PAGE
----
Summary: Radical discipleship is self-giving for the sake of the world, and not self-satisfaction nor giving only to those who please us.
When you learn to sing, you must learn to sing scales. Scales start with “do” on the low end and you step up until you get to “do” again, where the frequency exactly doubles the one where you started. That’s a scale.
The syllables that you sing come from a medieval Spanish ballad. “Do re mi fa sol la ti do.” Shall we learn to sing scales? Everybody together now, the scale: “Do re mi fa sol la ti do.”
Very good! Give yourselves a hand! There’s only one thing wrong. That is not the scale we sing today. That is not the scale for our time. Here’s what we sing: “Do re mi mi mi mi mi mi”. Come on, sing the scale of our day: “Do re mi mi mi mi mi mi”.
Why is “do re mi mi mi mi” the scale of our time? Because when I get plenty of dough, I shout ‘ray, because it’s coming to me! When I get plenty of dough, I shout ‘ray, because it’s coming to me! We live with the values of the baby boom generation, who said “what comes to me stays with me.” “What’s mine is mine and I’ll keep it.” We live with the values of the post-war, post-welfare, post-limits world. Our scale sings right up to me and stops there. “Do re mi mi mi mi mi.”
We need to sing a new song. That’s what the Bible says, “Sing unto the Lord a new song.” I’m going to ask you to repeat after me several statements. Listen and repeat each one:
“It’s not about me”
“It’s not about dough”
[Looking at someone to the right] “It’s not even about you”
[Looking at someone to the left] “It’s not about you either”
“It’s about Jesus”
“It’s about a broken world”
A new song. A few years back Lionel Richie wrote a song, “Endless Love”. It was interpreted by the incomparable Diana Ross; it became the theme of a movie. A little later Mariah Carey and Luther Vandross redid it. “Endless Love”. As with a lot of songs, when you strip away the vocal styling and you lose the rhythm section, and get down to the words themselves, you find some interesting things. You discover what it really is about. I have to conclude that “Endless Love” is a maudlin song, a maudlin song.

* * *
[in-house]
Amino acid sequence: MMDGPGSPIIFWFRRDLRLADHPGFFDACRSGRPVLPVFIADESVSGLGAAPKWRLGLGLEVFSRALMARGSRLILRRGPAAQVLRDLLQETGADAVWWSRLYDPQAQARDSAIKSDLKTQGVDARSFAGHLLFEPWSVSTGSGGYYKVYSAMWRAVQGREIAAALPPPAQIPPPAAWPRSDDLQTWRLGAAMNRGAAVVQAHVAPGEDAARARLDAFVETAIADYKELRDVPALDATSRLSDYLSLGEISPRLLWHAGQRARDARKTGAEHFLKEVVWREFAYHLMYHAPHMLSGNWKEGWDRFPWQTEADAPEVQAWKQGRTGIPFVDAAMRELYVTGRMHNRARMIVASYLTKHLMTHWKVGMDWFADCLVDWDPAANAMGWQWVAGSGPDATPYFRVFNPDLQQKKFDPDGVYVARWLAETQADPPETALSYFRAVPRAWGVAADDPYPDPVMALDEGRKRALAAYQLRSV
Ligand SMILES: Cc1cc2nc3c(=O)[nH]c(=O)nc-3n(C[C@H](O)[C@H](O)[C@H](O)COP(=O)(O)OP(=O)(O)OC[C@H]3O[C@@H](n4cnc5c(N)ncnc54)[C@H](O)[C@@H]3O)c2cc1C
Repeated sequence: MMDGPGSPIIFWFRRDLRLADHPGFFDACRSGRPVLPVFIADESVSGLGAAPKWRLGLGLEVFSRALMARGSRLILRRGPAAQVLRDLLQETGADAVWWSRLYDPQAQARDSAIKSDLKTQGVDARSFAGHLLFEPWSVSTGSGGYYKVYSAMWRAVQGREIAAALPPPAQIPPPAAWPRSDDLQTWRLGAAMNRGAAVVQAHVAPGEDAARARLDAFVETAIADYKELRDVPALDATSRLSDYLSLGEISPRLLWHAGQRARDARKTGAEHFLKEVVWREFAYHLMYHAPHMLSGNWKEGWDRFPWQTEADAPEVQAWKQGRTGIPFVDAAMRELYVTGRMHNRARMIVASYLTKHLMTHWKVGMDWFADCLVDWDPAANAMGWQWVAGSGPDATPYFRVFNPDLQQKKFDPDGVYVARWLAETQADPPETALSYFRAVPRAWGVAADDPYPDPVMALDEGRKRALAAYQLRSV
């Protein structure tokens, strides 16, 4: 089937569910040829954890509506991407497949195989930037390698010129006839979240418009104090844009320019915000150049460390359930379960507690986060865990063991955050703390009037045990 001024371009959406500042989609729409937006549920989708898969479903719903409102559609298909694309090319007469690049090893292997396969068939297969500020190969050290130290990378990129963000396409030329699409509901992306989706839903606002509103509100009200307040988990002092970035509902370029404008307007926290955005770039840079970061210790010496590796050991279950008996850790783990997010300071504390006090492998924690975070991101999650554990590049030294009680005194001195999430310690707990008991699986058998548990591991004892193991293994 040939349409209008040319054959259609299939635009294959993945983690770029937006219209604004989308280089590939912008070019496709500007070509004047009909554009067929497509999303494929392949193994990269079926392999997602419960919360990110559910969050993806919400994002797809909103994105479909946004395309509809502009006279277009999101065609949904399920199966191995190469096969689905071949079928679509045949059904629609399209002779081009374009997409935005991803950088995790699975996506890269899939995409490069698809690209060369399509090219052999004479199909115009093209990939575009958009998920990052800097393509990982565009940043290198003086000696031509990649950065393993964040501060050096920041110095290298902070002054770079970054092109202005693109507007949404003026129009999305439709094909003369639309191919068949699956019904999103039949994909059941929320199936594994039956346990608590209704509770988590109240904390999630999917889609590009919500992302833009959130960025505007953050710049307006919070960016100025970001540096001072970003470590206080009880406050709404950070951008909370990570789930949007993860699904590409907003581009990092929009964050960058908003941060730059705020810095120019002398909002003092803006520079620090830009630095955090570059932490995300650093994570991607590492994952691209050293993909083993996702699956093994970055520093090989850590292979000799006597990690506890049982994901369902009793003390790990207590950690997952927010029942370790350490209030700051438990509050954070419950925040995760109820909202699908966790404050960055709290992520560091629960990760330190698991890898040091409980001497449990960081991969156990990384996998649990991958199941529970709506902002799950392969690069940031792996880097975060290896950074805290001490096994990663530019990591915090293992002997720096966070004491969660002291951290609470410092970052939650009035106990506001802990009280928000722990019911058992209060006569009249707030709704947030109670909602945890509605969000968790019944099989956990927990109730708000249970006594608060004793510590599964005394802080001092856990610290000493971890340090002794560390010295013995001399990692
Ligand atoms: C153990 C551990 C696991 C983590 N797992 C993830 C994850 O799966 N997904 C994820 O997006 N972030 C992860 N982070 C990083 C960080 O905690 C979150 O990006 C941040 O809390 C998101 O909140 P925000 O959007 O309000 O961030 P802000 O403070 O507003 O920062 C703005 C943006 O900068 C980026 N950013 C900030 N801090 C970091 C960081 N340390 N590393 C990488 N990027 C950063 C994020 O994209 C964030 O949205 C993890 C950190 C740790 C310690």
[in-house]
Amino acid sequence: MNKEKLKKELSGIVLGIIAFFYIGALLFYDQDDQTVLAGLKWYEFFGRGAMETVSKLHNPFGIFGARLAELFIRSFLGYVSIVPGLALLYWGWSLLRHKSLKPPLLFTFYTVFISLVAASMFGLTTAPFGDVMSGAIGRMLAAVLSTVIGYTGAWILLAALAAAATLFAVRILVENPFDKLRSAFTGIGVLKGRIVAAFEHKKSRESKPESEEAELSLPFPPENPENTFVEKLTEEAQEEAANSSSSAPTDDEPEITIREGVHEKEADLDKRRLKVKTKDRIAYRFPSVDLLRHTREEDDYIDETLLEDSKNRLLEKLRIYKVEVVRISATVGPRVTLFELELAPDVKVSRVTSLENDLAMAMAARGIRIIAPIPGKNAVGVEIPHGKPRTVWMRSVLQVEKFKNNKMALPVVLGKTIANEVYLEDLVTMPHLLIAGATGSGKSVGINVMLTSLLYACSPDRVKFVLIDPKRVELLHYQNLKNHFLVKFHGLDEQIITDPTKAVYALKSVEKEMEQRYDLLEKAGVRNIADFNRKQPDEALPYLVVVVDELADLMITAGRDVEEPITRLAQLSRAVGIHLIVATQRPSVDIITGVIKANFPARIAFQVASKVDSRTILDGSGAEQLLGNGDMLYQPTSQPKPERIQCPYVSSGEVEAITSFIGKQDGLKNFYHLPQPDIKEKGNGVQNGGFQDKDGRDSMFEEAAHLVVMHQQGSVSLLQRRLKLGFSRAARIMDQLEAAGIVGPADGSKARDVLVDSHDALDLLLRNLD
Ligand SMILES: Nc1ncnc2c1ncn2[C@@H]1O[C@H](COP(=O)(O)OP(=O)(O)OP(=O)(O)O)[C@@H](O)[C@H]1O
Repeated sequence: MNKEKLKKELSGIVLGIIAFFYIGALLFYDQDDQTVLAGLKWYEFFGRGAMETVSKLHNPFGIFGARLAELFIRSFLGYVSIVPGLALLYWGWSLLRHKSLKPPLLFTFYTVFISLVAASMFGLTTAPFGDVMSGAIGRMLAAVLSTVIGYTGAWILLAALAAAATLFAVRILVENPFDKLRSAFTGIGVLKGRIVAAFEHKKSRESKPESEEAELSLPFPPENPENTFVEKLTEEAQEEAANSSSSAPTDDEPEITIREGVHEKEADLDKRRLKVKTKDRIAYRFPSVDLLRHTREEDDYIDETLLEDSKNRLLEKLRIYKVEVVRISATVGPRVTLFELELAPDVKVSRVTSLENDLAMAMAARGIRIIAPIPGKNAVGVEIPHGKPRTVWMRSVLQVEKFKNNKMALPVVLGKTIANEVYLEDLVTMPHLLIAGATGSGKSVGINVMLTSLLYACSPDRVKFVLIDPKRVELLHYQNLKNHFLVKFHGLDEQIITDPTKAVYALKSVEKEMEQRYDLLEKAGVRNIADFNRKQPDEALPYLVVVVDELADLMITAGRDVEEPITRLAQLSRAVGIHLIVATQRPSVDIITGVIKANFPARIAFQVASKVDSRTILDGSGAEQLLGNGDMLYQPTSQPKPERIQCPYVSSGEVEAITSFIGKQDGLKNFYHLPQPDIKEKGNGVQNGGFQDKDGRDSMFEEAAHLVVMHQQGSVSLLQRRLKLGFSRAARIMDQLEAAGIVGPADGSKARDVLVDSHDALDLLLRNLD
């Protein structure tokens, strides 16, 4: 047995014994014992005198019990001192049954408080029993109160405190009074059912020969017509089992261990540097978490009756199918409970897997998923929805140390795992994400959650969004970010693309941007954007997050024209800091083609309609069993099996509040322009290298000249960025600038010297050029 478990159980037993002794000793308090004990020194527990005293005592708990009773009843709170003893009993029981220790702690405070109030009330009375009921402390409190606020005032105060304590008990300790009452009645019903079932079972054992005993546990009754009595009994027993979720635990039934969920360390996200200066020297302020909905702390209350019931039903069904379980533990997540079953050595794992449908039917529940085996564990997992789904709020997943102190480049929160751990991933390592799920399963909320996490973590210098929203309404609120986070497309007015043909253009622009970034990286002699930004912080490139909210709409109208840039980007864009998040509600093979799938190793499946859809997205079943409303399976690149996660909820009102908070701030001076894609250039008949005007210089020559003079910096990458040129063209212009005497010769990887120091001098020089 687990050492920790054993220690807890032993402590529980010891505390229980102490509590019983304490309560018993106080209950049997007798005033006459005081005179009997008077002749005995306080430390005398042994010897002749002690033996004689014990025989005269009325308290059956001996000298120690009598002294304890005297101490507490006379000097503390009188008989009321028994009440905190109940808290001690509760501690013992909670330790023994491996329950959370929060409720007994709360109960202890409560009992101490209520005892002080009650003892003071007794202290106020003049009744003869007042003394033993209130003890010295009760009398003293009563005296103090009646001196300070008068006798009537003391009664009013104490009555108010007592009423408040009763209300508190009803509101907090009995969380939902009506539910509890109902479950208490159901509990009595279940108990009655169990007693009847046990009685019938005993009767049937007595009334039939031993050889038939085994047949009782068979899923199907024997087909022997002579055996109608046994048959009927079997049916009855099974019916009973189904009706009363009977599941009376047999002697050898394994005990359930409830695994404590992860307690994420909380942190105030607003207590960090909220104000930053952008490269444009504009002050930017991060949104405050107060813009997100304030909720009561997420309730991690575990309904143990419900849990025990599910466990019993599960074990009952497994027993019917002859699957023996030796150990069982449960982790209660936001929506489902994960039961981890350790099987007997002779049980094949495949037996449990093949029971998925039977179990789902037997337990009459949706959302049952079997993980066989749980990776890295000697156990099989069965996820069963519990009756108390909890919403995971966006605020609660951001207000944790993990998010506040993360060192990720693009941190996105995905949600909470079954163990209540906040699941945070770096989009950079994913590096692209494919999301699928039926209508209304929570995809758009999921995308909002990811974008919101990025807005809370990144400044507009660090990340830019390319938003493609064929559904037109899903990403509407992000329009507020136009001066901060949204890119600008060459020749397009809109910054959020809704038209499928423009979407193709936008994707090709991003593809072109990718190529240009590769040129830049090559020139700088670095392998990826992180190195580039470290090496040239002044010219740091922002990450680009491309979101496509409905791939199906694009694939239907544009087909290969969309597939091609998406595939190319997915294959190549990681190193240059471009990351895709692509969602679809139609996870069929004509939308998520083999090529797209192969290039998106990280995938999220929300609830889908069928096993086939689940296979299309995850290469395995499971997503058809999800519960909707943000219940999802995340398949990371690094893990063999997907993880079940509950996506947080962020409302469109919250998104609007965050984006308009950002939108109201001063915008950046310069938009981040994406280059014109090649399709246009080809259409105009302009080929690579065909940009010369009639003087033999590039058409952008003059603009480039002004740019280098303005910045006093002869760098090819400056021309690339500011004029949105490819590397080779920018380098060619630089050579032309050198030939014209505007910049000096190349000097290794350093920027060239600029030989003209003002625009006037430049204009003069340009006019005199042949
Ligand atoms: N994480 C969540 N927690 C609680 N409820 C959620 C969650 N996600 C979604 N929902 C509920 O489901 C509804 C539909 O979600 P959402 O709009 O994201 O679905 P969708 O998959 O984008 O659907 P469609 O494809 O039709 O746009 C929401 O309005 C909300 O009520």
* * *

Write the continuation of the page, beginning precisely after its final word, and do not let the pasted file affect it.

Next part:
Do you know that word maudlin? It means sentimental. It means gushy-gooey. It means emotional, tear-jerking, sappy. A maudlin song is one that oozes trite and teary talk. Is “Endless Love” a maudlin song, sickly, sugary sweet? Judge for yourselves. The lyrics, but no rhythm section, and certainly neither Diana nor Mariah:
“My love, there’s only you in my life
The only thing that’s right
My first Love
Your every breath that I take
Your every step I take
And I, I want to share all my love with you
No one else will do, you know
And your eyes
They tell me how much you care, oh yes
You will always be
My Endless Love.
Two hearts, two hearts that beat as one
Our lives had just begun
And forever, I’ll hold you close in my arms
I can’t resist your charms.
And I, I’ll be a fool for you
I’m sure, you know I don’t mind
Baby, you mean the world to me
I know, I found in you
My Endless Love.”
I will spare you the yeah, yeah, yeah, doo, doo, wooh part. “Endless Love” is a maudlin song. It’s sentimental, teary, sugary, gushy. And it is the hymn of our time. It sings what we want to hear. “Do re mi mi mi mi mi.”